Events such as the death of a long-standing ruler or plummeting prices of a key export would have led to social and economic upheaval in many countries, yet Saudi Arabia has managed both with an impressive ease.
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The non-oil private sector is playing an ever-expanding role in the growth of Saudi Arabia's economy. However, will it be able to help tackle the country's high unemployment ratio and low home ownership rates? James King reports.
The impact of low oil prices on Saudi Arabia's banks in 2014 was negligible, as they posted stellar figures. And the sector looks to be in a good position to continue to thrive, says James King, a testimony to its prudent management.
Hit hard by the global financial crisis and a stagnant domestic political scene, Kuwait is now emerging as a stable, pro-business destination with a buoyant private sector and an economy moving away from its reliance on oil, as James King discovers.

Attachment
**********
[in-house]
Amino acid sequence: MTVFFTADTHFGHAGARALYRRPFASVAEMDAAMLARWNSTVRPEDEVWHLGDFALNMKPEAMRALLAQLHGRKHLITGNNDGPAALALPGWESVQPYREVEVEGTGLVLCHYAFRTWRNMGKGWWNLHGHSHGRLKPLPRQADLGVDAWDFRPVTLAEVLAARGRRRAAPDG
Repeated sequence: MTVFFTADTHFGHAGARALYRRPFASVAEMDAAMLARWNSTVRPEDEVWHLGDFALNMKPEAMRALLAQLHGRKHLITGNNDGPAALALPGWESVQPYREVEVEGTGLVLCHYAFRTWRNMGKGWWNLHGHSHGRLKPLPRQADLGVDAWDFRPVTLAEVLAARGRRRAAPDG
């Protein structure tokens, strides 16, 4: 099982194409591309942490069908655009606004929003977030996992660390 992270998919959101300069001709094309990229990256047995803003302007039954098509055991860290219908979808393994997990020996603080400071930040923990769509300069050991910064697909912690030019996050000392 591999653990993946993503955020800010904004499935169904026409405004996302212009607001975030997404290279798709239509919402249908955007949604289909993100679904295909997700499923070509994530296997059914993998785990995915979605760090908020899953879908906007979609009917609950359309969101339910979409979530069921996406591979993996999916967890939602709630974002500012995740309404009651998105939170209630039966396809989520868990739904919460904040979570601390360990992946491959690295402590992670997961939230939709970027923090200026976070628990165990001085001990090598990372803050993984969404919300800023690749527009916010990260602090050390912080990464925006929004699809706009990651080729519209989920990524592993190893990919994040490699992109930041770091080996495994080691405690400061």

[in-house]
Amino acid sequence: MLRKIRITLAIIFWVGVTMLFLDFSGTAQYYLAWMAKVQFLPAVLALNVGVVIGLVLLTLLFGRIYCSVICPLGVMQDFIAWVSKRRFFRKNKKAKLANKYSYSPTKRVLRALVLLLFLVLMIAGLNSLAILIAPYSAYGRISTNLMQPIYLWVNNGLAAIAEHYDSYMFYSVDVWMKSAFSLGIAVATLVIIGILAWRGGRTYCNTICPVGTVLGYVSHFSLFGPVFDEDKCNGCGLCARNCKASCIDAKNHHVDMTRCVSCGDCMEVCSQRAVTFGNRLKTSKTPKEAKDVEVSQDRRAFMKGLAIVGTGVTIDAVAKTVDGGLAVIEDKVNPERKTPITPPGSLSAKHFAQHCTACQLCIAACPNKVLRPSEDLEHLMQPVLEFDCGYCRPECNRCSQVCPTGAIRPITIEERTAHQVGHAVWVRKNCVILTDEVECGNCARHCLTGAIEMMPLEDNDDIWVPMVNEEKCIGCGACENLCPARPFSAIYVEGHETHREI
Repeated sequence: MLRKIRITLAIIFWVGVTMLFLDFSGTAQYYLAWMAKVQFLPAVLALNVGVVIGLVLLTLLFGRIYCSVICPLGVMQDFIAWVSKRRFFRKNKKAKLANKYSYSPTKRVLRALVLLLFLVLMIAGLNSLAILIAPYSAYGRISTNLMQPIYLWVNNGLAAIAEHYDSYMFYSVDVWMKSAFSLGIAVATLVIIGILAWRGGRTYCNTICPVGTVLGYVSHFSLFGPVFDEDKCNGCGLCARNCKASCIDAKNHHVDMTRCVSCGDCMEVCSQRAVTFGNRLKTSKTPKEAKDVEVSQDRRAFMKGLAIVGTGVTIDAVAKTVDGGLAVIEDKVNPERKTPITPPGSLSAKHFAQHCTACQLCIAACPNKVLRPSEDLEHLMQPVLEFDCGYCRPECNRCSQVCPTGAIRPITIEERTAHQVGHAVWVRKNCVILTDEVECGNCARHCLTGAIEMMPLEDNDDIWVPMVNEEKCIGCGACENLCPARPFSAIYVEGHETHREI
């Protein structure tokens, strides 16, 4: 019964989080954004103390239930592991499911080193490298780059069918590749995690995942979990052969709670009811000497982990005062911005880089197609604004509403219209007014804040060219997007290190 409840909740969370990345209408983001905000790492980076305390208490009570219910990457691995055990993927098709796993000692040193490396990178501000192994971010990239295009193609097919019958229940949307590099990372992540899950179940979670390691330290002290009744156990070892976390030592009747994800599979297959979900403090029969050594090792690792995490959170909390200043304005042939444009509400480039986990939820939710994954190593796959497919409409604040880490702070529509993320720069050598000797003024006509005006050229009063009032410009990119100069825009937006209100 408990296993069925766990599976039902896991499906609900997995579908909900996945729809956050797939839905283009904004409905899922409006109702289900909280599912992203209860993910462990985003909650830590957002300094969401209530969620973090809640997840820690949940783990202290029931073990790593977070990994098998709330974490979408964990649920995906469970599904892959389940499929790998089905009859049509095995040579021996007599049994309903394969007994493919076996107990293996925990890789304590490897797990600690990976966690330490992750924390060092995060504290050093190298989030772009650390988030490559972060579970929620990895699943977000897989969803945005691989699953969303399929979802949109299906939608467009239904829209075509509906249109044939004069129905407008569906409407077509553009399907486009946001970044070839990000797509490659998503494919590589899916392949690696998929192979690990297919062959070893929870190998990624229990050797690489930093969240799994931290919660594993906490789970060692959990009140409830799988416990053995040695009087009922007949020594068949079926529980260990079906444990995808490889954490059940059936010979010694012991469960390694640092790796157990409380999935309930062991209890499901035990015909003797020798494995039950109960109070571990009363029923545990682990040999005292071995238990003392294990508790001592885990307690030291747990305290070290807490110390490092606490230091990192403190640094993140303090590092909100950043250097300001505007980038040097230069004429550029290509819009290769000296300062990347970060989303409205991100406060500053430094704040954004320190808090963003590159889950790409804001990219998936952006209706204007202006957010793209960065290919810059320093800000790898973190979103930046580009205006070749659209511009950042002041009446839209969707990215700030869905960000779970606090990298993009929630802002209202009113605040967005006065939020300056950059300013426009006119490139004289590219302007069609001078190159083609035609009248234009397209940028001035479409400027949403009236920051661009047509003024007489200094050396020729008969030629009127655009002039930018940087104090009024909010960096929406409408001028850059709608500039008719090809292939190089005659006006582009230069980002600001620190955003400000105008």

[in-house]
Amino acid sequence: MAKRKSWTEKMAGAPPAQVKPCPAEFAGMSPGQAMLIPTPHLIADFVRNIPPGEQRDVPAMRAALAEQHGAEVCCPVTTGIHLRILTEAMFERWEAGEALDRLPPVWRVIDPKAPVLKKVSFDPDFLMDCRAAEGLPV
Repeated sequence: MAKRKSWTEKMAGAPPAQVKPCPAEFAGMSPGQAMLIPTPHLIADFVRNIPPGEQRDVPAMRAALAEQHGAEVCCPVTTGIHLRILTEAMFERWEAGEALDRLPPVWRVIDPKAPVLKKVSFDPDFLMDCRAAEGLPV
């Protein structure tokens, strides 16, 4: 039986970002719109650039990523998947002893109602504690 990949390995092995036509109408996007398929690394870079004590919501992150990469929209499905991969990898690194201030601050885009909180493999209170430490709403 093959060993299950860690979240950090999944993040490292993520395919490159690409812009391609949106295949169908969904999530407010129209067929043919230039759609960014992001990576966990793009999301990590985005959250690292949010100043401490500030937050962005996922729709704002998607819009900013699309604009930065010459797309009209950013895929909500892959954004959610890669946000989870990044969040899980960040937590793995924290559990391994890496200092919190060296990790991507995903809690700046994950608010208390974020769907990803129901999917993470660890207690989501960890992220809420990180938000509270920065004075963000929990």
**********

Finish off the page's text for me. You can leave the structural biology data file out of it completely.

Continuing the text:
The governor of the Central Bank of Kuwait, Mohammad Al-Hashel, has every reason to look to the future with optimism, given that the country's banking sector is coping well with low oil prices, welcoming foreign entrants, bringing down its NPL ratio and helping diversify the country's economy.
Despite its small size, Kuwait has long been a key player within the global Islamic finance industry, and with its sharia-compliant institutions posting strong figures in 2014, this position only looks likely to strengthen.
Kuwait’s banks are slowly recovering from the global financial crisis and bankers are optimistic for 2015. However, issues remain, including high exposure to the real estate market, outstanding debt settlements and a funding shortfall for the country’s SMEs.
The dual blow of declining oil prices and increasing instability in neighbouring Iraq hit the Kuwait Stock Exchange hard in 2014. But hopes are high that it will rally in 2015, after a modest rise in the weighted index in January.
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